AARP AARP States Oregon

AARP Oregon Celebrates Legislative Victories

Lobby day steps of capitol.jpg
AARP Oregon volunteers during "Lobby Day 2019"

AARP had an ambitious legislative agenda for 2019. Thanks to our volunteers and members, as well as collaborating advocacy organizations, we made a real difference in the lives of people 50+ and their families. Advocacy is about making our homes, communities, states and nation the places where we want to live, work and play!
AARP’s advocacy efforts resulted in many important milestones this legislative session that will help people 50+ and their families and once again elevate Oregon as a place that values citizens and creates Real Possibilities for all.

Here are some key highlights for 2019.

Long Term Supports and Services (LTSS) – AARP Oregon has long been a leader in supporting the “Oregon Model” emphasizing the values of independence, dignity and choice. Among the bills of interest:
· Department of Human Services (DHS) budget, HB 5026: maintained the core of LTSS service delivery, added 143 direct service staff to keep pace with caseload increases and for facility inspections; increased COLAs for providers; and maintained Oregon Project Independence. We worked for restoration of cuts to Area Agencies on Aging, as well as transportation for seniors and people with disabilities in the Oregon Department of Transportation budget. HB 5026 passed the House and Senate, and is on its way to the Governor for her signature.
· Senior Health Insurance Benefits Assistance (SHIBA) – we restored a SHIBA position cut in the Department of Consumer and Business Services (DCBS). HB 5011 is on its way to the Governor for her signature.
· HB 2908 - Oregon Project Independence (OPI) Study Bill – although this bill we not make it all the way through, OPI (a time-honored program assisting seniors to stay in their own homes) advocates continue to promote adequate statewide funding to also support younger people with disabilities. OPI will be part of the budget note interim work as specified in HB 5026 in conjunction with Caregiver/Respite concepts (budget note is embedded in HB 5026).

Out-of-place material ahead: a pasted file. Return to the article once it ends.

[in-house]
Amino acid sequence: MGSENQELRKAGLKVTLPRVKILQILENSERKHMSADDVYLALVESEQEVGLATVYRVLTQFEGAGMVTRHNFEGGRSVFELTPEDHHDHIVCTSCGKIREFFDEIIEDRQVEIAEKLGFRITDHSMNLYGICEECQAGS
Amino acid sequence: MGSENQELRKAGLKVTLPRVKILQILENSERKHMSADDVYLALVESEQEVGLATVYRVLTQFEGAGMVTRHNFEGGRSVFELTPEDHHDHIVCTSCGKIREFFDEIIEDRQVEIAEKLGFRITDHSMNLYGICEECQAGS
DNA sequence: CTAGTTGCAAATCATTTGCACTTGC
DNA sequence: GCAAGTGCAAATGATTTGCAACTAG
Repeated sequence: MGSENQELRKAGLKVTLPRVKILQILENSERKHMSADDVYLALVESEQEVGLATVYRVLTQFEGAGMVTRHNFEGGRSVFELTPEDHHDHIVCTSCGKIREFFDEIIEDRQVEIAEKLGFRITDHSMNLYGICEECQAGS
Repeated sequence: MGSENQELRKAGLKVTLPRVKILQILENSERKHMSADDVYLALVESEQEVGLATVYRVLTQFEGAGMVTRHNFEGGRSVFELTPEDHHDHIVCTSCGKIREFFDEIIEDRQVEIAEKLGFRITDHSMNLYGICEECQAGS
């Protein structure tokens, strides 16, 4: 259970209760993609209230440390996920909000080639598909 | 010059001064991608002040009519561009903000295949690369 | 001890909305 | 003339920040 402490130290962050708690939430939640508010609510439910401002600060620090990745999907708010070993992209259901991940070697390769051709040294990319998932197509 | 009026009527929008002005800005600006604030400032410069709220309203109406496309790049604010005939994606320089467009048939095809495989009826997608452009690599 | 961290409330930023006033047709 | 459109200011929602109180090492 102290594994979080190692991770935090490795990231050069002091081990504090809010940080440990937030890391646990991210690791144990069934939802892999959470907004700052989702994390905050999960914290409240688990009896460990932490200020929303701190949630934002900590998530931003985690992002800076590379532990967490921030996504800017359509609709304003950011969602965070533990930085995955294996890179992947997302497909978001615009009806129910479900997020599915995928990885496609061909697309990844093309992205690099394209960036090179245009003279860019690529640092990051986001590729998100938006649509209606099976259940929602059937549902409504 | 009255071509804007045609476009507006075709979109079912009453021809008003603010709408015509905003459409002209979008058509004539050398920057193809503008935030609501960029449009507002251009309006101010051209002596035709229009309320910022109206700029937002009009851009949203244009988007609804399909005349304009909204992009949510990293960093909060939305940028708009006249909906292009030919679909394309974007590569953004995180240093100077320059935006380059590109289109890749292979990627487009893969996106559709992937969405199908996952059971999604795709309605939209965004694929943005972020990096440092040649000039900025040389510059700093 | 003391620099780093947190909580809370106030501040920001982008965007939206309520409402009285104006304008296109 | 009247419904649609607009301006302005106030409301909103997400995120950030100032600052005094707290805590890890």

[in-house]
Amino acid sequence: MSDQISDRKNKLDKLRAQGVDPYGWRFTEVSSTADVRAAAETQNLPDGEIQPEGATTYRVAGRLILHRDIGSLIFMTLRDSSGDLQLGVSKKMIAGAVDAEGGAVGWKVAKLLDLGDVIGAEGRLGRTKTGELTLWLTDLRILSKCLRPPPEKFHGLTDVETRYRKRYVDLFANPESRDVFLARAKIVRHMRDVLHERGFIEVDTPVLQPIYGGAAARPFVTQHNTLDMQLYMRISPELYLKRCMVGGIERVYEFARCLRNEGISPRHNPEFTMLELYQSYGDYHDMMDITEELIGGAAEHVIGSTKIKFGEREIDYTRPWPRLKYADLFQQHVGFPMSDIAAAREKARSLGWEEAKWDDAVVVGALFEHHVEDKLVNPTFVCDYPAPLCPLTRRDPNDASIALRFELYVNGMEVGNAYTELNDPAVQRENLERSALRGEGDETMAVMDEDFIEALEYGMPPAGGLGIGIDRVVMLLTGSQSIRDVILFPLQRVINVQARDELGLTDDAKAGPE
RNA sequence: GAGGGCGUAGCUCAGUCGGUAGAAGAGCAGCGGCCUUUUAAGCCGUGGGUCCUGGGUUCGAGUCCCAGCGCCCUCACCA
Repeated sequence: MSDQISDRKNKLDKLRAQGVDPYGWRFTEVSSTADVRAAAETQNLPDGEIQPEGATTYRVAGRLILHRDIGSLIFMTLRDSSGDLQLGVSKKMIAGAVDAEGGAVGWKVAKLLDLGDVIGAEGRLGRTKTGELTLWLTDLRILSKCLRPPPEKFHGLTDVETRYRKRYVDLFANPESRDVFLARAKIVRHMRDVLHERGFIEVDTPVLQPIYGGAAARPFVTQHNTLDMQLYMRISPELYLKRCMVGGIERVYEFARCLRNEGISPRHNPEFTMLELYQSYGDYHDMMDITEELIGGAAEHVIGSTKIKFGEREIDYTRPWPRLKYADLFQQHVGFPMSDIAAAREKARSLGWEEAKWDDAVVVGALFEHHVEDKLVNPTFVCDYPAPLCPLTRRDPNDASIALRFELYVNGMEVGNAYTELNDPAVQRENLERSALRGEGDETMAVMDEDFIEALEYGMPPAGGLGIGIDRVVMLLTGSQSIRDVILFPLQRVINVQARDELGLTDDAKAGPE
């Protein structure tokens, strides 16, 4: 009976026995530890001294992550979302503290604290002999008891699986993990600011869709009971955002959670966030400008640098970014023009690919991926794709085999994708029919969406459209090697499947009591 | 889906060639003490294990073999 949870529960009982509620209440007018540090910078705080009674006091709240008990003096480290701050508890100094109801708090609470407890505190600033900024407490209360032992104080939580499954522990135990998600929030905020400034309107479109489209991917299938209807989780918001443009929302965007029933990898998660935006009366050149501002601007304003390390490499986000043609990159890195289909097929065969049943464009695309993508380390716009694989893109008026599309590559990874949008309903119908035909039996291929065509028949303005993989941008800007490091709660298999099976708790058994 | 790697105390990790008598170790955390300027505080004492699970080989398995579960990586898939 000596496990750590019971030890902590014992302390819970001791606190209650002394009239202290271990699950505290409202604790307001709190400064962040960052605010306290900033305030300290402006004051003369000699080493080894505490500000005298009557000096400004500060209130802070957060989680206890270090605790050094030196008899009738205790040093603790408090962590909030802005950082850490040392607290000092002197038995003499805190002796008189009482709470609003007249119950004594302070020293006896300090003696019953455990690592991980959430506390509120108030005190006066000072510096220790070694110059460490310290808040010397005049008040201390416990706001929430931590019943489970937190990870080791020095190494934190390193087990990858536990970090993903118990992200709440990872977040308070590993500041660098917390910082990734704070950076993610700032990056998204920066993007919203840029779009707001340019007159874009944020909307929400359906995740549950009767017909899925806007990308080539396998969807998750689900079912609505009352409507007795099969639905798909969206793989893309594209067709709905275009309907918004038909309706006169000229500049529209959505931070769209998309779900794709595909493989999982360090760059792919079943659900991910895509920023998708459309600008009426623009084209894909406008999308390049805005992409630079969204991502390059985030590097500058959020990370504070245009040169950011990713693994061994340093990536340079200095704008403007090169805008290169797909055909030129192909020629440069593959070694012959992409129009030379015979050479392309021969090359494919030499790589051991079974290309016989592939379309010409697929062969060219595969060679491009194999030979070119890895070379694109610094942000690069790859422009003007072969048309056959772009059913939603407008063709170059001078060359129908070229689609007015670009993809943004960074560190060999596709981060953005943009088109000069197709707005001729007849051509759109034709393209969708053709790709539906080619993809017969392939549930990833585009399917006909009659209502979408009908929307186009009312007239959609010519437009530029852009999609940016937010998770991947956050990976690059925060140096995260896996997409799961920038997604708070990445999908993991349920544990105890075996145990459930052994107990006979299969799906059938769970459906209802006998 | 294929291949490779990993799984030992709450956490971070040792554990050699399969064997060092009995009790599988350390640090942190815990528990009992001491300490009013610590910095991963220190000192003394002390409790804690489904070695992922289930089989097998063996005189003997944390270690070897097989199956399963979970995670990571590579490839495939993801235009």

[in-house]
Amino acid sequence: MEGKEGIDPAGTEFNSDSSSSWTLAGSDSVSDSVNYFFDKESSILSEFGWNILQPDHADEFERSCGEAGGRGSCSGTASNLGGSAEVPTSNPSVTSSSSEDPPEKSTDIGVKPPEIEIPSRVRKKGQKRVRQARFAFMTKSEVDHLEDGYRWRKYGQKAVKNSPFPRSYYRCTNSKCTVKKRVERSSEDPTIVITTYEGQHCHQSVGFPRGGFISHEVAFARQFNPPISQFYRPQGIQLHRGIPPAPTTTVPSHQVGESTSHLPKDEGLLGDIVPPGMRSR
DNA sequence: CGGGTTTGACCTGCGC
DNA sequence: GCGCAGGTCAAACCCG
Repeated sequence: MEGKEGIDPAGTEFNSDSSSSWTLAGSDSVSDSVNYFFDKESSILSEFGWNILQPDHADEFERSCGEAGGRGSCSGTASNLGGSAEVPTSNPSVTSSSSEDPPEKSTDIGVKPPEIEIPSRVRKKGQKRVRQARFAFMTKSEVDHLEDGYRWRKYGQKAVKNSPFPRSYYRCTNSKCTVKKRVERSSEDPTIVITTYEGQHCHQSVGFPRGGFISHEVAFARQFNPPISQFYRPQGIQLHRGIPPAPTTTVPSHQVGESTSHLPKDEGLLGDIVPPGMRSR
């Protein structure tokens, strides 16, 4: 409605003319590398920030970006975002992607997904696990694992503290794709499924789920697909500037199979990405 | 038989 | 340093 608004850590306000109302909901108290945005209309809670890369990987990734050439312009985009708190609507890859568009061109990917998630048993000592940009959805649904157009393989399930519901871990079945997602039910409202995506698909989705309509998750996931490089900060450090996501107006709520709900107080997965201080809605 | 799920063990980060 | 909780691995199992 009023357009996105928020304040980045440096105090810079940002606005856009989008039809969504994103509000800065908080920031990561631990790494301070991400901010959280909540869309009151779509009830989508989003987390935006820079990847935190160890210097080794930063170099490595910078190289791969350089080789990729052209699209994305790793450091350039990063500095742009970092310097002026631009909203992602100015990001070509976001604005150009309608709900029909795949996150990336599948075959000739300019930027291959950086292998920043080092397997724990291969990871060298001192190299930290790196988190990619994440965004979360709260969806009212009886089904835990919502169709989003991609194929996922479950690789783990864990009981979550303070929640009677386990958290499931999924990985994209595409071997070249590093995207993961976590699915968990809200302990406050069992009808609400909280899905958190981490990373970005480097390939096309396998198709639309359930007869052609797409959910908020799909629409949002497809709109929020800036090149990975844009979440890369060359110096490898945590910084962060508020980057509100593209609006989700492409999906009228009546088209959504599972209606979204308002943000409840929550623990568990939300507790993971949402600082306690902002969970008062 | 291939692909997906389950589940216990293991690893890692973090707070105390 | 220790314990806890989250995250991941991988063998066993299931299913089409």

Paid Family and Medical Leave (PFML) HB 2005: A lot of heavy lifting went into PFML, but with the passage of HB 2005, Oregon will have the most progressive PFML Act in the country, featuring 12 paid weeks off for such things as adoption, birth, personal health, and most notable for AARP, caregiver time off. And caregivers will not be required to take the time on consecutive days that they have more flexibility in meeting the needs of their loved ones. All employers are automatically in PFML. With the exception of employers with fewer than 25 employees, all employers will pay into the pool at 40% of the cost and employees will kick in 60%. Collections would begin in 2022, with full implementation in 2023. HB 2005 passed both chambers and is awaiting the governor's signature.

Expanding Housing Options – AARP Oregon supported a number of housing bills, this session. Notable among the bills are:
· HB 2001 - Missing Middle Housing – AARP has been a leader nationally on this issue, promoting zoning for “missing middle” housing, including duplexes and cottage clusters. Essentially, this will mean that local governments in Oregon subject to the law will not be able to exclude missing middle building on lots zoned for single family housing. The bill passed both houses and is on the way to the Governor for her signature.